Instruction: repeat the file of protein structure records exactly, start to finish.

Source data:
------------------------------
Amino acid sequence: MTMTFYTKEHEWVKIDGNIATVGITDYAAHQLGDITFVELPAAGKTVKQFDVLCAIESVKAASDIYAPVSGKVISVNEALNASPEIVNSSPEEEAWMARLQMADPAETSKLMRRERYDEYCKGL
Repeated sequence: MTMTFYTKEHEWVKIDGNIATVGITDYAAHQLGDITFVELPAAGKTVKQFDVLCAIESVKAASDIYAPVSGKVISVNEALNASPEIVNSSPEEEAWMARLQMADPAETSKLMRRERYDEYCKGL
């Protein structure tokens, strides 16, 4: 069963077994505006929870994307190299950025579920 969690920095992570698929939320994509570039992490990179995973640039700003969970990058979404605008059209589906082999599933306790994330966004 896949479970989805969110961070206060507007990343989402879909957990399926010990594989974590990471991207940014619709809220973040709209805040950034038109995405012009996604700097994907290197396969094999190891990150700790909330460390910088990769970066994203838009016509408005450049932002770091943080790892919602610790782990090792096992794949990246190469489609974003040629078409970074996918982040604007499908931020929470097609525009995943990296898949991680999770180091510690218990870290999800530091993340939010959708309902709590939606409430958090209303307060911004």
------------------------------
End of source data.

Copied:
Amino acid sequence: MTMTFYTKEHEWVKIDGNIATVGITDYAAHQLGDITFVELPAAGKTVKQFDVLCAIESVKAASDIYAPVSGKVISVNEALNASPEIVNSSPEEEAWMARLQMADPAETSKLMRRERYDEYCKGL
Repeated sequence: MTMTFYTKEHEWVKIDGNIATVGITDYAAHQLGDITFVELPAAGKTVKQFDVLCAIESVKAASDIYAPVSGKVISVNEALNASPEIVNSSPEEEAWMARLQMADPAETSKLMRRERYDEYCKGL
């Protein structure tokens, strides 16, 4: 069963077994505006929870994307190299950025579920 969690920095992570698929939320994509570039992490990179995973640039700003969970990058979404605008059209589906082999599933306790994330966004 896949479970989805969110961070206060507007990343989402879909957990399926010990594989974590990471991207940014619709809220973040709209805040950034038109995405012009996604700097994907290197396969094999190891990150700790909330460390910088990769970066994203838009016509408005450049932002770091943080790892919602610790782990090792096992794949990246190469489609974003040629078409970074996918982040604007499908931020929470097609525009995943990296898949991680999770180091510690218990870290999800530091993340939010959708309902709590939606409430958090209303307060911004």